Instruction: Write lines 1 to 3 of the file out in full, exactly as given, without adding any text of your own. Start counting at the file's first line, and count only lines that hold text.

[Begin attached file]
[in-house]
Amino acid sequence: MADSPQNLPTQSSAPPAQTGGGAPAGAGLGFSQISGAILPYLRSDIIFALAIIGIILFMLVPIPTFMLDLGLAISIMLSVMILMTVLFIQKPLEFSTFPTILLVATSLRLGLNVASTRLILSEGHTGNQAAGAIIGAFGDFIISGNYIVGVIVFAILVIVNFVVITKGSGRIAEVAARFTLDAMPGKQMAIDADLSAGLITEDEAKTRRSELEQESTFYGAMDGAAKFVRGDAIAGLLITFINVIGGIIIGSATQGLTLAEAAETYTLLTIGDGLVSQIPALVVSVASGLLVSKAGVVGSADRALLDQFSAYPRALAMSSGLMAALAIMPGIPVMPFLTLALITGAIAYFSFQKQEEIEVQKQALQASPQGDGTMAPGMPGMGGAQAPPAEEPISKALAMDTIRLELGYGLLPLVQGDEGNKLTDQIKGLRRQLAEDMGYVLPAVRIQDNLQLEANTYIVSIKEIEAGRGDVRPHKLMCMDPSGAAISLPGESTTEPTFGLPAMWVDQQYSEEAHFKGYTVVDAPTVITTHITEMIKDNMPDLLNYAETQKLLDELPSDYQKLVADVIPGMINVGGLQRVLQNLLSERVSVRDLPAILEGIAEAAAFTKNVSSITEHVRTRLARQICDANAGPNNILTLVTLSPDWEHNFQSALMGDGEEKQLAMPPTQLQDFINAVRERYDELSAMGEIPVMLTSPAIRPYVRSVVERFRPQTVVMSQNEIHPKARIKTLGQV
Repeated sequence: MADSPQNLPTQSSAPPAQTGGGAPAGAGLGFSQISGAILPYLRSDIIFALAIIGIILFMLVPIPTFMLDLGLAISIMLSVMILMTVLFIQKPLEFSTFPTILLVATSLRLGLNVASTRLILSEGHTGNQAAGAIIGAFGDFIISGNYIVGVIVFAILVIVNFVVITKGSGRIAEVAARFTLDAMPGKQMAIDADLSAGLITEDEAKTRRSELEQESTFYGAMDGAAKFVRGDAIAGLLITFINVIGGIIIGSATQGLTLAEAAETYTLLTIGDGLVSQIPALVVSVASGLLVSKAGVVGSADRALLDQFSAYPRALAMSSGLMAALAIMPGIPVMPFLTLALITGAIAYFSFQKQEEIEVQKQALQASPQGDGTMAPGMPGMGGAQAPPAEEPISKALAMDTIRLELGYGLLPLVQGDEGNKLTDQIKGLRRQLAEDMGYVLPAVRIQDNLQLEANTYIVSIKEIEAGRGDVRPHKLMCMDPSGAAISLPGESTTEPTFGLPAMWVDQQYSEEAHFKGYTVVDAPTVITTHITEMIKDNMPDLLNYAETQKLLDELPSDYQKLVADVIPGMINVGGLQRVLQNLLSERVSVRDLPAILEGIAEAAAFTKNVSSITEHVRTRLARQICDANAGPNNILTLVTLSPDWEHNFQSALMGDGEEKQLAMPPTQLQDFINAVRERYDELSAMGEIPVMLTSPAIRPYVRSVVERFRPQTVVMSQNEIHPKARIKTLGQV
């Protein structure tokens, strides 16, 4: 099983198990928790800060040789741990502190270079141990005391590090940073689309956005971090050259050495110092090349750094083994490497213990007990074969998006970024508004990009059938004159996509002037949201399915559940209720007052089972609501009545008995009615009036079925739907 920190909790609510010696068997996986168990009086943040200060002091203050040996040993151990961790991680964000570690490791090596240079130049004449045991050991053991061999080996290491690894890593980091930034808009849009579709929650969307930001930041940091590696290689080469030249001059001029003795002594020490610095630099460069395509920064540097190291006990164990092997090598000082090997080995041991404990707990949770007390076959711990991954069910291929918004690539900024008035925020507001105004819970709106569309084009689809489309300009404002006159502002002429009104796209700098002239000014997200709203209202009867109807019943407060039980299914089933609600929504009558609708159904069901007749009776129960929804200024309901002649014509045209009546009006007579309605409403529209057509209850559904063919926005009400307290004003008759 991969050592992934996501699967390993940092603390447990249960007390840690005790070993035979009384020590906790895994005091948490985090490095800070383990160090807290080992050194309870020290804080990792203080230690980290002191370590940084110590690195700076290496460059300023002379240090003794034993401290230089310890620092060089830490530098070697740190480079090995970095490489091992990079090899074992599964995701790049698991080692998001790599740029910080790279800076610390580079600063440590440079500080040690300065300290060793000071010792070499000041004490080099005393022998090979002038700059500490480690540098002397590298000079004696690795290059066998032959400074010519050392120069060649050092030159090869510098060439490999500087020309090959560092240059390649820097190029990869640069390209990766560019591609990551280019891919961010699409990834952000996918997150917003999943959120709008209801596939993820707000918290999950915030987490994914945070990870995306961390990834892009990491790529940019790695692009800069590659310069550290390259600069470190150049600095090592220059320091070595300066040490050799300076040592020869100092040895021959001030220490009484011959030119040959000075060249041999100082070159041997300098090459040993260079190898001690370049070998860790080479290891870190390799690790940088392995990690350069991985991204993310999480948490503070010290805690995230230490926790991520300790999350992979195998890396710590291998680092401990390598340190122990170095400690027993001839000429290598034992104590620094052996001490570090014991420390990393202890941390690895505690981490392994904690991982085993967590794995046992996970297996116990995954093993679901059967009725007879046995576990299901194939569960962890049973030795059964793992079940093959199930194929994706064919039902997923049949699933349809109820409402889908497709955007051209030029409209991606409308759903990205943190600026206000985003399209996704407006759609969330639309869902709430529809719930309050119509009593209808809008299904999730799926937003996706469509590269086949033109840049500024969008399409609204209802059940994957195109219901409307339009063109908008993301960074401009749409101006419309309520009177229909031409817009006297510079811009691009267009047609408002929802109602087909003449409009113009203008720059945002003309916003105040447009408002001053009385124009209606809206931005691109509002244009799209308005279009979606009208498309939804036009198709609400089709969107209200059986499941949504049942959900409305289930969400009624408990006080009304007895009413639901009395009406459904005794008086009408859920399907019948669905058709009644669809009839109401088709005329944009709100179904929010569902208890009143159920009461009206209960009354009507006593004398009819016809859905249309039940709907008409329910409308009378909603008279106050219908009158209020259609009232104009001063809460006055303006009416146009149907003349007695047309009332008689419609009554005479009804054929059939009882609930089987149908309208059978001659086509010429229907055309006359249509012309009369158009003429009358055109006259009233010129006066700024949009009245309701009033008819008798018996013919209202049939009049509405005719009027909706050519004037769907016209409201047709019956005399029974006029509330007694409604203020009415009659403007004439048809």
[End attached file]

[in-house]
Amino acid sequence: MADSPQNLPTQSSAPPAQTGGGAPAGAGLGFSQISGAILPYLRSDIIFALAIIGIILFMLVPIPTFMLDLGLAISIMLSVMILMTVLFIQKPLEFSTFPTILLVATSLRLGLNVASTRLILSEGHTGNQAAGAIIGAFGDFIISGNYIVGVIVFAILVIVNFVVITKGSGRIAEVAARFTLDAMPGKQMAIDADLSAGLITEDEAKTRRSELEQESTFYGAMDGAAKFVRGDAIAGLLITFINVIGGIIIGSATQGLTLAEAAETYTLLTIGDGLVSQIPALVVSVASGLLVSKAGVVGSADRALLDQFSAYPRALAMSSGLMAALAIMPGIPVMPFLTLALITGAIAYFSFQKQEEIEVQKQALQASPQGDGTMAPGMPGMGGAQAPPAEEPISKALAMDTIRLELGYGLLPLVQGDEGNKLTDQIKGLRRQLAEDMGYVLPAVRIQDNLQLEANTYIVSIKEIEAGRGDVRPHKLMCMDPSGAAISLPGESTTEPTFGLPAMWVDQQYSEEAHFKGYTVVDAPTVITTHITEMIKDNMPDLLNYAETQKLLDELPSDYQKLVADVIPGMINVGGLQRVLQNLLSERVSVRDLPAILEGIAEAAAFTKNVSSITEHVRTRLARQICDANAGPNNILTLVTLSPDWEHNFQSALMGDGEEKQLAMPPTQLQDFINAVRERYDELSAMGEIPVMLTSPAIRPYVRSVVERFRPQTVVMSQNEIHPKARIKTLGQV
Repeated sequence: MADSPQNLPTQSSAPPAQTGGGAPAGAGLGFSQISGAILPYLRSDIIFALAIIGIILFMLVPIPTFMLDLGLAISIMLSVMILMTVLFIQKPLEFSTFPTILLVATSLRLGLNVASTRLILSEGHTGNQAAGAIIGAFGDFIISGNYIVGVIVFAILVIVNFVVITKGSGRIAEVAARFTLDAMPGKQMAIDADLSAGLITEDEAKTRRSELEQESTFYGAMDGAAKFVRGDAIAGLLITFINVIGGIIIGSATQGLTLAEAAETYTLLTIGDGLVSQIPALVVSVASGLLVSKAGVVGSADRALLDQFSAYPRALAMSSGLMAALAIMPGIPVMPFLTLALITGAIAYFSFQKQEEIEVQKQALQASPQGDGTMAPGMPGMGGAQAPPAEEPISKALAMDTIRLELGYGLLPLVQGDEGNKLTDQIKGLRRQLAEDMGYVLPAVRIQDNLQLEANTYIVSIKEIEAGRGDVRPHKLMCMDPSGAAISLPGESTTEPTFGLPAMWVDQQYSEEAHFKGYTVVDAPTVITTHITEMIKDNMPDLLNYAETQKLLDELPSDYQKLVADVIPGMINVGGLQRVLQNLLSERVSVRDLPAILEGIAEAAAFTKNVSSITEHVRTRLARQICDANAGPNNILTLVTLSPDWEHNFQSALMGDGEEKQLAMPPTQLQDFINAVRERYDELSAMGEIPVMLTSPAIRPYVRSVVERFRPQTVVMSQNEIHPKARIKTLGQV